The Turk’s cap stands in our front yard do seem a bit lusher than what I’ve typically found in the woods. That may be due to the fact that our front yard gets irrigated twice a week. They’re still putting forth lots of flowers.

      Steve Schwartzman

      August 1, 2021 at 11:35 AM

  2. Can’t say that I’ve ever noticed the bud of the Texas Red Mallow (an alternative common name that hasn’t caught on). Thanks for seeing it and to shoreacres for thinking of The Music Man. In the second portrait, I have an anthropomorphic response, originally of Kermit the Frog in supplication for something. On second glance, perhaps it’s Audrey II saying “Feed Me.” (I am assuming ring flash and macro lens on both portraits).

    Interesting article. I read it through a few paragraphs and with a few “Yes, but…s” with an eye on when the article was first published and the current date, in which the Delta variant has made its appearance and changed the “science.” Which I think was part of the argument the authors of the article were making: Science is always a’ changin’ just like the times – the wheel’s still in spin… and I’ll stop there or the Universal Music Group will get on to me about copyright violations.

    RobertKamper

    August 1, 2021 at 9:48 AM

    • I’ve never heard of the alternate name “Texas red mallow,” which is confirmation of what you said: the name hasn’t caught on. Yes, I used a ring flash with my 100mm macro lens for both portraits. That accounts for the conveniently dark backgrounds that isolate my subjects. Have these Turk’s caps growing in our yard has let me observe them at leisure. Maybe that’s why I’ve noticed the buds and documented them. I’ve also observed that a fair number of flowers lose the prominent stamen column and end up looking like pinwheels.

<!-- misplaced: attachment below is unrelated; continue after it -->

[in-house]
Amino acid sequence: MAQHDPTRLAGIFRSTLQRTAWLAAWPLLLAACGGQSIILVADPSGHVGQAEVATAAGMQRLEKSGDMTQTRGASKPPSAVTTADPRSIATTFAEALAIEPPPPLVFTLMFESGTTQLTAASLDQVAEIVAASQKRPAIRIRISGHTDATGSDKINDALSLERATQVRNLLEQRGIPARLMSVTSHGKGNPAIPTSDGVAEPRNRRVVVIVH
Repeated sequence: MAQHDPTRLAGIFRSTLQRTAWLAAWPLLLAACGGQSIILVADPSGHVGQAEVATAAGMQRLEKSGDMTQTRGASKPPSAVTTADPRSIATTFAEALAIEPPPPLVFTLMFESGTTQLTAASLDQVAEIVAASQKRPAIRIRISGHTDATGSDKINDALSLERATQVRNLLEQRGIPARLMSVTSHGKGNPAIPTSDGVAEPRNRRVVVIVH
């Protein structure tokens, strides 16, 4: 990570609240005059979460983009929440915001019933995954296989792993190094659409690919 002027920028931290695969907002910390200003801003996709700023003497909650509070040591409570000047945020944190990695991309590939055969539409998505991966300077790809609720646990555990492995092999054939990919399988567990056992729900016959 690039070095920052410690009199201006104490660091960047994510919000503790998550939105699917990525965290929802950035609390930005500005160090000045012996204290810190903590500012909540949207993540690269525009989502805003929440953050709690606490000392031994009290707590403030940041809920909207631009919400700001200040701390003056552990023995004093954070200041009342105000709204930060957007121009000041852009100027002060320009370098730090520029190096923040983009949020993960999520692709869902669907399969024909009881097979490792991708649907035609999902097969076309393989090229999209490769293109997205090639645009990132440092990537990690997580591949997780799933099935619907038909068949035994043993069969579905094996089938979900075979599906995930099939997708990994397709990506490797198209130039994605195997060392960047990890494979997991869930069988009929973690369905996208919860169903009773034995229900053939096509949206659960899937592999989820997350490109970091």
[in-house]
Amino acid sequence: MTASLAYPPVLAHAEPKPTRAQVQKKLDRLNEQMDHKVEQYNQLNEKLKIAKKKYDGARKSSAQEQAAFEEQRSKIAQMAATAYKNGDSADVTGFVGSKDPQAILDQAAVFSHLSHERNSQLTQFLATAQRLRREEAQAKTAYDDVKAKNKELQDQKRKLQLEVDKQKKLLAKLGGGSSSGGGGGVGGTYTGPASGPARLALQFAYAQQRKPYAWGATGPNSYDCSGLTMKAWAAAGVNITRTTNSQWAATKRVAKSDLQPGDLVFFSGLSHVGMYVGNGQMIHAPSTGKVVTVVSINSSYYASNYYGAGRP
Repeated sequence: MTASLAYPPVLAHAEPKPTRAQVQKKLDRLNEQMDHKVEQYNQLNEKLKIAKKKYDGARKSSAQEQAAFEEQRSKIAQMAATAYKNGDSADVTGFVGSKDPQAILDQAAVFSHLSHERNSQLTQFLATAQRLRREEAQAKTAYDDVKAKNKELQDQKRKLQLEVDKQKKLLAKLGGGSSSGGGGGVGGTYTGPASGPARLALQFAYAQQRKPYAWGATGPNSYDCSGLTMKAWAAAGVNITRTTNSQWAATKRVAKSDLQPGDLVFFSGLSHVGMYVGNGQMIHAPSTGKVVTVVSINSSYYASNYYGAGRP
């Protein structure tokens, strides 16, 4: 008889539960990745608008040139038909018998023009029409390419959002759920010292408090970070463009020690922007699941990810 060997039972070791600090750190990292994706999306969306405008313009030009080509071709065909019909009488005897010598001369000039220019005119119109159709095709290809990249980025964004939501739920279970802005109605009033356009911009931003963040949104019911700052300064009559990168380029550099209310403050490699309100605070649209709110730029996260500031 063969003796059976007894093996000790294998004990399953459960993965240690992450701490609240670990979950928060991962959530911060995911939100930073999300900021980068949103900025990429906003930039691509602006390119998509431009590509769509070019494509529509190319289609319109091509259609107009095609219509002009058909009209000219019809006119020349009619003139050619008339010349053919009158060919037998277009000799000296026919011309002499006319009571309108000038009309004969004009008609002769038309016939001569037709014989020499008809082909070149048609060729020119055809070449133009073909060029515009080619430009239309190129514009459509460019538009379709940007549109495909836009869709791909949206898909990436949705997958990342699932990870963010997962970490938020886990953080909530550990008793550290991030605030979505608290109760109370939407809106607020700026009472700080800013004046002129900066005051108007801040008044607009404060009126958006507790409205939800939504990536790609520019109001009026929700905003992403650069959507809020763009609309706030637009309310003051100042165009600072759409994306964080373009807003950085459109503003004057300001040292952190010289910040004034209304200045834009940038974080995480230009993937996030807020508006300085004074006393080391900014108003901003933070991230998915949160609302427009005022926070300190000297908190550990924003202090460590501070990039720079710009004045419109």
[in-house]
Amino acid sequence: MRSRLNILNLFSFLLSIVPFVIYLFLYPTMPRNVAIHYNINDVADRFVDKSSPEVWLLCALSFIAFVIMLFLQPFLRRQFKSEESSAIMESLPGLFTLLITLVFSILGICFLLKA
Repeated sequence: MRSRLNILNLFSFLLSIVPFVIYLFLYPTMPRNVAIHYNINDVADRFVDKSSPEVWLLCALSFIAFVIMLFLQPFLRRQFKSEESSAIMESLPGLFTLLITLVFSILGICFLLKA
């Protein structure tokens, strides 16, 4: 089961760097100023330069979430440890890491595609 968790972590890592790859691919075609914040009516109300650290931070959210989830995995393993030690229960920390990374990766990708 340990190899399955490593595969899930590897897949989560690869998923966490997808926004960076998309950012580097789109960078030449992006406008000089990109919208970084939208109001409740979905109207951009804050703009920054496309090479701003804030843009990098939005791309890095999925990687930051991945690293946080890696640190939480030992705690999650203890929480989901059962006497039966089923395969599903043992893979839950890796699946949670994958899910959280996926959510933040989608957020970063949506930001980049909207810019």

Science does indeed change. How could it not, when the situations that science deals with keep changing? What has deeply concerned me is that companies like Facebook and Google are now reflexively censoring anything they don’t like and labeling it “misinformation.” Even posts that have done nothing more that quote official government records or Pfizer’s own reports have gotten banned. Science advances by letting people investigate and make hypotheses based on what they find, always subject, of course, to further verification. Forbidding discussion of hypotheses by reputable researchers is anti-science.

      Steve Schwartzman

      August 1, 2021 at 11:48 AM

  3. This flower is unknown to me. Based on the photographs’ different angles, the top one appears two-dimensional, and the second one three-dimensional. The first one also reminds me of a multi-pronged fork.

    tanjabrittonwriter

    August 1, 2021 at 6:02 PM

    • Then maybe I should have included a third photograph that might have seemed four-dimensional to you. Okay, maybe not, but I will have pictures of Turk’s cap flowers later in this series from our yard.

      Steve Schwartzman

      August 1, 2021 at 6:59 PM

      • I wish I had a more-than-three dimensional perception. If you manage to capture a fourth dimension, I would love to see it. 🙂

        tanjabrittonwriter

        August 1, 2021 at 8:18 PM

  4. How lovely to have this one growing in your yard, too. I love the colour of the Turk’s cap flower.

    Gallivanta

    August 1, 2021 at 8:01 PM

    • Later posts in the “Portraits from our yard” series will provide views of fully developed Turk’s cap flowers, so you’ll get to see much greater displays of red.

      Steve Schwartzman

      August 1, 2021 at 8:37 PM

  5. The first image resembles a fancy candle holder. Often the hint of color from an opening bud is misleading but not in this case. Nice and rich.

    Steve Gingold

    August 2, 2021 at 5:29 PM

    • A candle holder’s a good metaphor for this. I’ll have a post in this series showing the glorification of that hint of red emerging from the bud.

      Steve Schwartzman

      August 2, 2021 at 7:57 PM

  6. […] identifies this flower as a member of the mallow family. Today’s picture, like those of Turk’s cap buds you recently saw, is from July […]